On the Trail of the Iguana is a promotional featurette that captures the making of The Night of the Iguana (1964). The featurette was produced by Professional Films, a company that specialized in this kind of promotional material for movie studios. To sell the theatrical feature, Professional Films employs strategies typical of the making-of form. It advances an auteurist through-line by highlighting director John Huston, who is depicted as an eccentric visionary. A voiceover ballyhoos, “He is one of the screen’s most gifted creative artists. A winner of Academy Awards. Distinctive, original, offbeat.” Another strategy is the focus on authentic locations. The featurette plays up the Mexican locales of Puerto Vallarta and Mismaloya, which are remarkably rendered in vivid color even though The Night of the Iguana was shot in black and white.
These promotional strategies tell us a lot about how Hollywood films were being marketed in the 1960s. But something more immediate is at play: a documentary impulse that records the filmmaking experience. We see onscreen the contributions of the Mexican crew members, from set builders to master cinematographer Gabriel Figueroa, whose lighting set-ups—though briefly glimpsed—prove useful to the researcher of stylistic technique. We also see hanging around the set Elizabeth Taylor, referred to in passing as a “visitor.” Arguably, nothing brought more attention to the production than the affair between Taylor and Iguana star Richard Burton.
As I recently discussed in a Cinema Journal piece, these promotional and documentary impulses are sometimes at odds. At one point, actor Deborah Kerr recounts how walking uphill to the set reduced her legs to “jelly.” To illustrate this point, the featurette doesn’t show us Kerr but the Mexican set builders transporting heavy building materials. Her description feels incommensurate with the actual effort of these workers. This attempt to visually represent Kerr’s words inadvertently reveals the invisible labor that is so often omitted into making-of accounts. It’s a striking moment that demonstrates how making-ofs can serve as critical primary sources for understanding movie promotions and the visible evidence of production work.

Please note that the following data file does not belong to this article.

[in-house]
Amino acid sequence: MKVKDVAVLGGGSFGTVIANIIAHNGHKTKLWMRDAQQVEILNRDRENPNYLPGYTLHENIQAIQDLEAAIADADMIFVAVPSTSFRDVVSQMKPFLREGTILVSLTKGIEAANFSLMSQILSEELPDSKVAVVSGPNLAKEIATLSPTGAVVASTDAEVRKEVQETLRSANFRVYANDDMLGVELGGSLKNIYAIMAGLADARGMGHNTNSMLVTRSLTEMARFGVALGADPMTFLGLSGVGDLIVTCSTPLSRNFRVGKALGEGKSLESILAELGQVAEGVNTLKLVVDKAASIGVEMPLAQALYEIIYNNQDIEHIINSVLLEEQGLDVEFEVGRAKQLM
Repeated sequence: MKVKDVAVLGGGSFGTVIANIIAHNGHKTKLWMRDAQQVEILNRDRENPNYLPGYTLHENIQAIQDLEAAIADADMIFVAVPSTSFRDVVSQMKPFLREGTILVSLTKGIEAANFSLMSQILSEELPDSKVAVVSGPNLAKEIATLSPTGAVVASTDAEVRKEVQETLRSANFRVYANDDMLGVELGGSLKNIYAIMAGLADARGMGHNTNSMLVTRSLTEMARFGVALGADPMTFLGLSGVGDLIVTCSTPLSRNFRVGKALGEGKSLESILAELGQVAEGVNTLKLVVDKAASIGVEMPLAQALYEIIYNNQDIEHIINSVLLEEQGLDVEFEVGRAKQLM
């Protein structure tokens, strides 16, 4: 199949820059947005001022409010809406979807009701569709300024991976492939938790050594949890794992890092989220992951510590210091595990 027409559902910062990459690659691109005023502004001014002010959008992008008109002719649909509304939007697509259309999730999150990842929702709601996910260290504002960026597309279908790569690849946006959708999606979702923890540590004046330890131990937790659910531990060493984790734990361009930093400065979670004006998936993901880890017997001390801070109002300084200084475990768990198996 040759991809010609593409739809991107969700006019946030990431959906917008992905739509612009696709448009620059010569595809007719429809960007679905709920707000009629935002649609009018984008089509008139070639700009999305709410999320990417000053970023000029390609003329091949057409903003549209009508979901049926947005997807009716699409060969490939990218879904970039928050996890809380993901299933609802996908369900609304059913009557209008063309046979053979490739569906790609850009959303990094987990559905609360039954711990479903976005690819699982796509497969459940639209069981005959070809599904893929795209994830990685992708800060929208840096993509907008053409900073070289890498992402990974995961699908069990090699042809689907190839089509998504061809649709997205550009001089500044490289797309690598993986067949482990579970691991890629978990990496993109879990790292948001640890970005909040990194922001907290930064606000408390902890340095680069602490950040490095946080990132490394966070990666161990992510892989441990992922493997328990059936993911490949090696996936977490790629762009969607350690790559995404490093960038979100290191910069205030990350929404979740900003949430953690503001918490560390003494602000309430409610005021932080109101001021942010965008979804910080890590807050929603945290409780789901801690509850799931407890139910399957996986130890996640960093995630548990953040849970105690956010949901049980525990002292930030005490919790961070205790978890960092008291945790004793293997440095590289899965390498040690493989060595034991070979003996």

I really enjoyed this, and particularly the verité feel struck by the asynchronicity between voice and image, as you mention, Daniel. I especially like when Richard Burton says that the best part about being actor is that you can see the world, but the shot is centered on Elizabeth Taylor, marked prominently by her red scarf, like some exotic bird. There's a poetic incoherence in the way voices, music, and sound are interwoven and disentangled. When you mention the disparity in the image when Kerr talks about her "jelly" legs (when the film cuts to Mexican laborers), do you think this is an intentional subversion or attempt to undermine her? It's almost as if when actors speak, the images don't want to take them seriously...
the making of myth (in the making-of doc)
Great piece, Daniel. It made me wonder (yet again) about how watching these kinds of featurettes shapes the way outsiders view filmmaking and film labor. Would we be more critical of certain filmmakers' labor practices if we hadn't all been taught by the Star Wars making-ofs and documentaries about films or productions--which are usually at least partly promotional but are framed in far more romantic terms-- that the director and/or major star is on a hero's journey and everything else is just part of their road of trials. Thanks for introducing me to this one.
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